TextSniper is a new Mac app I wish I’d had years ago. It takes text in a graphic or non-selectable PDF and turns it into actual text using Optical Character Recognition (OCR). Using it is as easy as taking a screengrab and then pasting.

One of the more annoying aspects of my work is when I need to quote some text that is provided in graphic form. Company statements on Twitter are a common example, where they get around the character limit by posting an image of the statement…

Currently, I read it aloud, using Siri dictation to automatically type the text, but it’s a clunky solution.

What TextSniper does is allow you to select any words visible on your screen, no matter what its format, and to turn it into text, you can paste into any document.

Setup and use

Install the app, and run it. The only visible sign you get is a small menu bar icon, but you now have a new screengrab option: Shift-CMD-2. Hit this combination, select the area of the screen you want to read, and… that’s it. It takes literally seconds.

TextSnipe displays a brief thumbs-up icon and the words “Copied to clipboard.” Click into your document and CMD-V in the usual way, and the OCR’d text is pasted.


I’m blown away by how good it is.

For example, when Apple announced that it would be terminating Epic Games’ developer account, Mark Gurman tweeted a statement from Apple. That statement took the form of a graphic.

Here you can see the graphic and the captured text side-by-side.

The really impressive thing to me is the combination of speed and accuracy. In my initial use, despite going out of my way to find difficult examples for it, it’s been almost perfect.

Here are some examples of its performance with trickier graphics.

Or (to pick an example from yesterday):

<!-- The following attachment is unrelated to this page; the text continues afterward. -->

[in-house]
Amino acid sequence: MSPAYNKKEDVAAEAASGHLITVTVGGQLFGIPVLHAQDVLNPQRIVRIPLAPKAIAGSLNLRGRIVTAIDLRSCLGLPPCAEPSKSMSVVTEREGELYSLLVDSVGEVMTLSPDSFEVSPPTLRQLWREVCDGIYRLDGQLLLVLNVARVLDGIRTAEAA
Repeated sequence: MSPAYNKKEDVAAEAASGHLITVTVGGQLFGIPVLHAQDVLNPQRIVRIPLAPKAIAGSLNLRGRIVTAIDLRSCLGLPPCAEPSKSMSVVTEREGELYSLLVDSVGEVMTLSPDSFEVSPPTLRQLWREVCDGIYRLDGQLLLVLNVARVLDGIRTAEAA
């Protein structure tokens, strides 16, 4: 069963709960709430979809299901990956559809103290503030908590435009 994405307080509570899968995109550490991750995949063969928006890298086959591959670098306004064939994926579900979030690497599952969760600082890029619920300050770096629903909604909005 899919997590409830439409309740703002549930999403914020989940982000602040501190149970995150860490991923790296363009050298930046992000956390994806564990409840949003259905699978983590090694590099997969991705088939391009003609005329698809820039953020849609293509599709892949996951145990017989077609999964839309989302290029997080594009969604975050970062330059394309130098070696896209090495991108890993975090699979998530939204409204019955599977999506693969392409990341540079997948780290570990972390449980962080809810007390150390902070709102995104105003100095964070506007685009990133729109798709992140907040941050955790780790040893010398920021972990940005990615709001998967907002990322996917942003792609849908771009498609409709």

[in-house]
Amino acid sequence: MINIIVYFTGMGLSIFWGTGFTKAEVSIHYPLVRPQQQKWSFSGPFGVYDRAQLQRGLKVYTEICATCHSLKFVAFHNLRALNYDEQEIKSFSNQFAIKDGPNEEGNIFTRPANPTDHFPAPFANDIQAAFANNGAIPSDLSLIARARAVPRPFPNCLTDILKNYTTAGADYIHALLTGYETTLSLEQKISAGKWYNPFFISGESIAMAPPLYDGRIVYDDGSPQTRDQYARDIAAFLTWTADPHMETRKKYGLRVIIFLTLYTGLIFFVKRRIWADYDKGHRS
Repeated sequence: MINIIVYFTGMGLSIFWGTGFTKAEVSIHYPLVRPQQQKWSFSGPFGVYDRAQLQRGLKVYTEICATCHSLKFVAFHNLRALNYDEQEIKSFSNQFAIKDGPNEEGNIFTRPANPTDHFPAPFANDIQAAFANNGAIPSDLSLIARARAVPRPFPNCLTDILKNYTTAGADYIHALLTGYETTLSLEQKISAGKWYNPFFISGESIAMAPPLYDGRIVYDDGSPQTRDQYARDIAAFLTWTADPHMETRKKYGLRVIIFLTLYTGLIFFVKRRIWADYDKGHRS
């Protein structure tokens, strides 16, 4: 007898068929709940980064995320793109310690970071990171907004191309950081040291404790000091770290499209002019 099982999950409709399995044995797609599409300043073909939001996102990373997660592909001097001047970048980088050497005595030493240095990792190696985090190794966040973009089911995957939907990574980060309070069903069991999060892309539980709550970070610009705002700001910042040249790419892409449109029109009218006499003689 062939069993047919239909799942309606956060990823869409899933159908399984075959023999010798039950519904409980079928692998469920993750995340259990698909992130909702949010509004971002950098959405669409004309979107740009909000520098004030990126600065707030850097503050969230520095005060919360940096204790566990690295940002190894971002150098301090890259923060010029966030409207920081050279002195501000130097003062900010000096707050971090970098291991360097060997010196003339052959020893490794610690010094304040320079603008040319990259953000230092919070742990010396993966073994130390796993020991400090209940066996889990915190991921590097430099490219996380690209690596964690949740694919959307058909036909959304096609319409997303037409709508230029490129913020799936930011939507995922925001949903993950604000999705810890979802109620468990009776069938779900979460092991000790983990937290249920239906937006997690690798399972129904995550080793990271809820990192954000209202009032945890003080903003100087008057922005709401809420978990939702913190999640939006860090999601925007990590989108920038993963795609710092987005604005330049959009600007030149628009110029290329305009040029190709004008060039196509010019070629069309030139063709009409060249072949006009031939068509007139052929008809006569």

It didn’t seem to matter what I threw at it, it always coped:

Here’s a rare example of an error — omitting the colon in the first line:

But it still managed to read white-outline all-caps text on a colored background. (Incidentally, if you’re an Andrew Scott fan, as I am, you can stream the play online.)

it’s been as close to perfect as any OCR system I’ve ever used, and able to cope with a massive range of formats.

TextSniper pricing and conclusions

Sometimes my review conclusion needs some thought. There may be pros and cons with the product itself, and there may be a need to balance price against value. Not this time.

TextSniper has a one-off cost of $10, currently reduced to $5 as a launch promo. For me, this makes it a no-brainer for any Mac user who ever needs to transcribe text, even occasionally (so long as you are running macOS Catalina). Get it at the $5 price while you can.

TextSniper is available from the developer’s website at $10, or $5 during the launch promo period.

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About the Author

Ben Lovejoy

Ben Lovejoy is a British technology writer and EU Editor for 9to5Mac. He’s known for his op-eds and diary pieces, exploring his experience of Apple products over time, for a more rounded review. He also writes fiction, with two technothriller novels, a couple of SF shorts and a rom-com!

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